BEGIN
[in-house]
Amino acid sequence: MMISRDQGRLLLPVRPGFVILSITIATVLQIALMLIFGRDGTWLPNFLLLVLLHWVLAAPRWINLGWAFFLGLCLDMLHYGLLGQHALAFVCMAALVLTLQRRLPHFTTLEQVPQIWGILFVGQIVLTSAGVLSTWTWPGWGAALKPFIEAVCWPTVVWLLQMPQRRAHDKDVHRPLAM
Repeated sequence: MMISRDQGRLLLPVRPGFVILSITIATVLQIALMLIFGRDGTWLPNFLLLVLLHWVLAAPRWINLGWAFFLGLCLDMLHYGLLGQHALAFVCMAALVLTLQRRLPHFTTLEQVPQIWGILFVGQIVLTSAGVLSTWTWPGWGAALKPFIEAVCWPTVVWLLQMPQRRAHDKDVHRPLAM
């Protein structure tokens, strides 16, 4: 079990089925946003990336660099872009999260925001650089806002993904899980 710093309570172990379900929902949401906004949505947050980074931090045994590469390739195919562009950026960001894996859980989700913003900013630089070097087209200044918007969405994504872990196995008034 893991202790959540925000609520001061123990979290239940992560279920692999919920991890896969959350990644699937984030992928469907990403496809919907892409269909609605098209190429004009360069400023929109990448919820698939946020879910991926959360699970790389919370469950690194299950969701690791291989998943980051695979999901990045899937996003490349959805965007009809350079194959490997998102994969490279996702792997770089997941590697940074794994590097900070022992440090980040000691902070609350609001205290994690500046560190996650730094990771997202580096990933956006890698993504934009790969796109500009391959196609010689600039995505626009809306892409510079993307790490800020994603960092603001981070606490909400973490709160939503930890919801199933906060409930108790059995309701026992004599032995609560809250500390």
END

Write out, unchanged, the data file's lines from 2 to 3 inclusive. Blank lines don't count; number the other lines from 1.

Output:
Amino acid sequence: MMISRDQGRLLLPVRPGFVILSITIATVLQIALMLIFGRDGTWLPNFLLLVLLHWVLAAPRWINLGWAFFLGLCLDMLHYGLLGQHALAFVCMAALVLTLQRRLPHFTTLEQVPQIWGILFVGQIVLTSAGVLSTWTWPGWGAALKPFIEAVCWPTVVWLLQMPQRRAHDKDVHRPLAM
Repeated sequence: MMISRDQGRLLLPVRPGFVILSITIATVLQIALMLIFGRDGTWLPNFLLLVLLHWVLAAPRWINLGWAFFLGLCLDMLHYGLLGQHALAFVCMAALVLTLQRRLPHFTTLEQVPQIWGILFVGQIVLTSAGVLSTWTWPGWGAALKPFIEAVCWPTVVWLLQMPQRRAHDKDVHRPLAM